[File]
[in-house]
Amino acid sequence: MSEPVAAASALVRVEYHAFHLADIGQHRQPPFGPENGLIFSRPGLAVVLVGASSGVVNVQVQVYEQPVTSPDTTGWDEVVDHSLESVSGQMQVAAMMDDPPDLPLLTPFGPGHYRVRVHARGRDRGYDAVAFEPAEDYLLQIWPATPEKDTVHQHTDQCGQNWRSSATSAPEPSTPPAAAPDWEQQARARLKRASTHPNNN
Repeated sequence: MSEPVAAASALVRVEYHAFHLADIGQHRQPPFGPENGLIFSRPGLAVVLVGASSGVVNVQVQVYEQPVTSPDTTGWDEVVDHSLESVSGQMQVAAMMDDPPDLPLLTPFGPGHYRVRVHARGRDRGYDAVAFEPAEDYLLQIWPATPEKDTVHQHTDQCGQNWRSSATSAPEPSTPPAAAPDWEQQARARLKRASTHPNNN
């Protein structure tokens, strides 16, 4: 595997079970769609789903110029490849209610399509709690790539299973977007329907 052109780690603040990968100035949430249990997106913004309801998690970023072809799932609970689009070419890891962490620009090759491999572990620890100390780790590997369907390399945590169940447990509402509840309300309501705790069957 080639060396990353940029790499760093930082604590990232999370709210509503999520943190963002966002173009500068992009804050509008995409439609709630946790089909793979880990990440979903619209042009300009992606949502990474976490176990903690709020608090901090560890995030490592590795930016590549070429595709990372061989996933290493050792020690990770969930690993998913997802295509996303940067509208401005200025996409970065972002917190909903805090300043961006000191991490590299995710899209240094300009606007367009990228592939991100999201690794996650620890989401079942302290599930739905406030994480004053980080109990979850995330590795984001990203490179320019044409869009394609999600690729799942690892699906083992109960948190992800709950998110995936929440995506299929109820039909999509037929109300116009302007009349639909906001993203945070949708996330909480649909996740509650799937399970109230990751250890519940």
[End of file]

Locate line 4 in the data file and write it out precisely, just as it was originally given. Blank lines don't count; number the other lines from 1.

């Protein structure tokens, strides 16, 4: 595997079970769609789903110029490849209610399509709690790539299973977007329907 052109780690603040990968100035949430249990997106913004309801998690970023072809799932609970689009070419890891962490620009090759491999572990620890100390780790590997369907390399945590169940447990509402509840309300309501705790069957 080639060396990353940029790499760093930082604590990232999370709210509503999520943190963002966002173009500068992009804050509008995409439609709630946790089909793979880990990440979903619209042009300009992606949502990474976490176990903690709020608090901090560890995030490592590795930016590549070429595709990372061989996933290493050792020690990770969930690993998913997802295509996303940067509208401005200025996409970065972002917190909903805090300043961006000191991490590299995710899209240094300009606007367009990228592939991100999201690794996650620890989401079942302290599930739905406030994480004053980080109990979850995330590795984001990203490179320019044409869009394609999600690729799942690892699906083992109960948190992800709950998110995936929440995506299929109820039909999509037929109300116009302007009349639909906001993203945070949708996330909480649909996740509650799937399970109230990751250890519940």